While sparking a conversation about cancer risk after a family diagnosis is hard, one expert said that there are benefits — especially when using specific tactics.
Speaking to children about a possible genetic risk of cancer is difficult but important, according to a presentation during the 12th Annual Joining Forces Against Hereditary Cancer Conference.
Karen Hurley, a psychologist at Cleveland Clinic in Ohio, presented further on the topic, highlighting best practices and benefits of being honest with children.
“We're all subject to random events, we're all subject to hard times and we're all subject to mortality, whether or not we carry a particular risk mutation,” she said during the presentation. “Given those facts, the legacy that you can give to your children are these life's lessons about what do you do when life gets hard, what do you do when things are uncertain, when there are things that are out of your control, when you have to make really tough decisions that no one would have to make, when you have to deal with really strong or painful feelings. These are things that you have to offer your child that go well beyond the effects of one particular mutation that allows them to meet any challenge in life that they might face.”
While an immediate response for most parents will be to protect their children by not telling them about a diagnosis, Hurley said that focusing on the element of trust is more constructive in tougher times so that it gives families a chance to connect and grow.
“Sometimes parents will shield children from information, but what happens then is that with the information not being shared, then it becomes isolating rather than having an opportunity to bring the family together. In particular, parents who say things like, ‘Let her have her college years,’ or ‘Just let him get through his senior year,’ and then the child finds out later that there was information that could have been shared. This can lead to feelings of betrayal or feelings of mistrust. 'Well, if you didn't tell me that, what else are you not telling me?' So then it requires some restorative or reparative work. It also — especially with the adult children — denies them the opportunity to grow by not telling them information, because you're afraid it's going to hurt them in some way. Then they don't have that opportunity to rise to that occasion, to dig down and find coping skills that maybe they didn't know they had before.”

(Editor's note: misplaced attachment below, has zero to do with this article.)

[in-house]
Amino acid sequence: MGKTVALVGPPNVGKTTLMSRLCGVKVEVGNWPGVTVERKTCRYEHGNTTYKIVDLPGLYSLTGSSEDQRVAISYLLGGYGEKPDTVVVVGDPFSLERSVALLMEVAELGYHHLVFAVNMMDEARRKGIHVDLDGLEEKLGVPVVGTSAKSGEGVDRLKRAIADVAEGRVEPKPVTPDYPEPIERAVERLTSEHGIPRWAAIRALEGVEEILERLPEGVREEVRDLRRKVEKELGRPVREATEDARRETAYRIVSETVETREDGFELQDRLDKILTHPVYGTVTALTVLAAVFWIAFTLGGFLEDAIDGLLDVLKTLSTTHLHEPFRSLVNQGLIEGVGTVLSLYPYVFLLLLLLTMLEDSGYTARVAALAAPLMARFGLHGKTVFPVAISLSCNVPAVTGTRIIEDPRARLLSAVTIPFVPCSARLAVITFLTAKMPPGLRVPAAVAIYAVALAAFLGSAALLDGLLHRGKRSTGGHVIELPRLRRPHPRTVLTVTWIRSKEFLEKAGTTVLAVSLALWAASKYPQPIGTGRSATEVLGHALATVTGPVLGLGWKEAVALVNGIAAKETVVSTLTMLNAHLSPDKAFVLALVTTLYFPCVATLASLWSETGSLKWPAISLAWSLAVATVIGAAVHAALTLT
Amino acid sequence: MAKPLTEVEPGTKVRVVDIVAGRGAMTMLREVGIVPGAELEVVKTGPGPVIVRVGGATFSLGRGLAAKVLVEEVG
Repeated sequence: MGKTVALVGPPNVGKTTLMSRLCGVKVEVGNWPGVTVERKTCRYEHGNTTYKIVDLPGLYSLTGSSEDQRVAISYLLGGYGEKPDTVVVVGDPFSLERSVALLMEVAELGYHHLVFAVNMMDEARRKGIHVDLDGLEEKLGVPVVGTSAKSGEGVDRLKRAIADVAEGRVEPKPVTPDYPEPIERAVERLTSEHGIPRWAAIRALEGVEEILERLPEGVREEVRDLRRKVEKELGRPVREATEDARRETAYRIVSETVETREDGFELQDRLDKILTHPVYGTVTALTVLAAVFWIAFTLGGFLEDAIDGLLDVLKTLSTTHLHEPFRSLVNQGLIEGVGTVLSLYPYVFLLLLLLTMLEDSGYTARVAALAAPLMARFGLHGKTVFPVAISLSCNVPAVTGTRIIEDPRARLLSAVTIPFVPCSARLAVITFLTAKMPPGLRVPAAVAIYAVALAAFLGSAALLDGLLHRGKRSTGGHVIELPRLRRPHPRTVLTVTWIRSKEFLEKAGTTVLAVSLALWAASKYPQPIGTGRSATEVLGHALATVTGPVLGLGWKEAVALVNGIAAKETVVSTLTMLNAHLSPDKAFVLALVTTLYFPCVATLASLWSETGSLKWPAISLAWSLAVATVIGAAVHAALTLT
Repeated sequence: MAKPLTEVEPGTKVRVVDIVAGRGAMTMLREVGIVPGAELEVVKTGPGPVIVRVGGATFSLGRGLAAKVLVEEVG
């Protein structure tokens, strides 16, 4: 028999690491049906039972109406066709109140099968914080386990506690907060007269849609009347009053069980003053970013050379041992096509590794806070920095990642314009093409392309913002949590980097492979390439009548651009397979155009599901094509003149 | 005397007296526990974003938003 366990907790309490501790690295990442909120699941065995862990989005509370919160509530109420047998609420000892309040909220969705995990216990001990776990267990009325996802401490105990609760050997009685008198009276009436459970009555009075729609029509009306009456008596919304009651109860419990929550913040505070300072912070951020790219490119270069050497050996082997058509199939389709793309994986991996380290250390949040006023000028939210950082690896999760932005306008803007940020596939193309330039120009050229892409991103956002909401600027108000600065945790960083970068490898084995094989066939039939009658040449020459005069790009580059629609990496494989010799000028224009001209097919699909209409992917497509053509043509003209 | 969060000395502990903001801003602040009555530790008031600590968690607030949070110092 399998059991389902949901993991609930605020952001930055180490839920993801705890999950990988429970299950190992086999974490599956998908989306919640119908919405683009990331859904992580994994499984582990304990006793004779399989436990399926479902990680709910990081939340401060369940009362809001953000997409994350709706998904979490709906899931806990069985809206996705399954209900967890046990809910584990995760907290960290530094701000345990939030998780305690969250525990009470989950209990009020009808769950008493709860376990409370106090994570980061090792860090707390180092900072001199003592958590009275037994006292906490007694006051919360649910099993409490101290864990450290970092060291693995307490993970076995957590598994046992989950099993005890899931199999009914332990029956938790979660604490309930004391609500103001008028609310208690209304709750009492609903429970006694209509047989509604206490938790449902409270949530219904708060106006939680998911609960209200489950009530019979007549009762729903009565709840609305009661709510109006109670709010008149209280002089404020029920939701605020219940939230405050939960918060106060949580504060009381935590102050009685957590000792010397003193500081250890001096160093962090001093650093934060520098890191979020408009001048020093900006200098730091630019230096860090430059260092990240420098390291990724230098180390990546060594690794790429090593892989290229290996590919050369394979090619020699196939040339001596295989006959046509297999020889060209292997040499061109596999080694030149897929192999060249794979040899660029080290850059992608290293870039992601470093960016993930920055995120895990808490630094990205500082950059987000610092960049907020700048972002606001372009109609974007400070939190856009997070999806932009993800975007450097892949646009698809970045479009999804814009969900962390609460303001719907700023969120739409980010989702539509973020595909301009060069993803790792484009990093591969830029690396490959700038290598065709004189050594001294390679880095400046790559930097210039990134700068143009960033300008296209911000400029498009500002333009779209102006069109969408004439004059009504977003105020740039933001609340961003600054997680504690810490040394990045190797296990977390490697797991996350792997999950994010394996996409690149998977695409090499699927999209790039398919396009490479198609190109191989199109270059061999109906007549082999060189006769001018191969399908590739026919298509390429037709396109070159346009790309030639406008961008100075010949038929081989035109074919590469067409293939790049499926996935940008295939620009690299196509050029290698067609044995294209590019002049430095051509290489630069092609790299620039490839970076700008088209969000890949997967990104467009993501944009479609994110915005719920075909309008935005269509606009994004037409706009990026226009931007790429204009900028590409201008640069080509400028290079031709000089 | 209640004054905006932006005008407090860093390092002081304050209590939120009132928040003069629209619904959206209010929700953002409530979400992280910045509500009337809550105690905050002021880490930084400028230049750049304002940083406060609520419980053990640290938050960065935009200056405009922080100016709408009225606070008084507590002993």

Most children, Hurley noted, despite their age, will also pick up on the environmental changes that come from a cancer diagnosis, especially as they see parents going to the doctor more frequently or if someone has to have a surgery. But this can be used as a benefit when discussing hereditary cancer risks. “Another thing is — because children may have at least started to piece things together, especially the older ones — to ask what they already know or what they've noticed, and then build on that way if they have some assumptions or misinformation, you have an opportunity to bring that out and correct it,” she explained, noting that it is important to follow the child’s lead on how much or little information they want to know at that time.
Hurley emphasized two important aspects to consider when preparing to speak to a child about cancer risk. The first is practicality around what words to use and how much information to give. She added, “Some general principles are to think about both the child's numeric age but also their maturity level. What can they handle? What’s the minimum amount of information that they need to get through the next period, understanding that you may elaborate on that information as they get older.”
The second aspect is navigating one’s emotional status before going into the conversation.
“If you're going into a conversation about risk, you want to take care of your feelings first so that you're fully available to focus on the child's feelings and needs in that conversation. The example of putting your oxygen mask on first before helping others, it’s a common one to say, you need to take care of yourself first,” she said. “If we take this as a metaphor, what does that actually translate into? It means processing your own feelings about your genetic risk first, whether that's guilt, sadness, fear, anger (or) helplessness, all of the above or other feelings that I haven't mentioned.”
Hurley recommended having at least one adult, whether it be a partner, friend or family member, as a support system who can be a go-to for help or a hand to hold.
She concluded, “Putting your own mask on first is a very important task as a parent, easy to say, harder to do. Go ahead and take your time. It's worth spending a little extra preparation time, maybe even seeking out some guidance from a physician, a social worker, a psychologist, some trusted professional. Trust your own knowledge of your child, and to take that guilt that you feel about wanting to protect your child to thinking about what do you want to teach your child about coping with challenges in life.”
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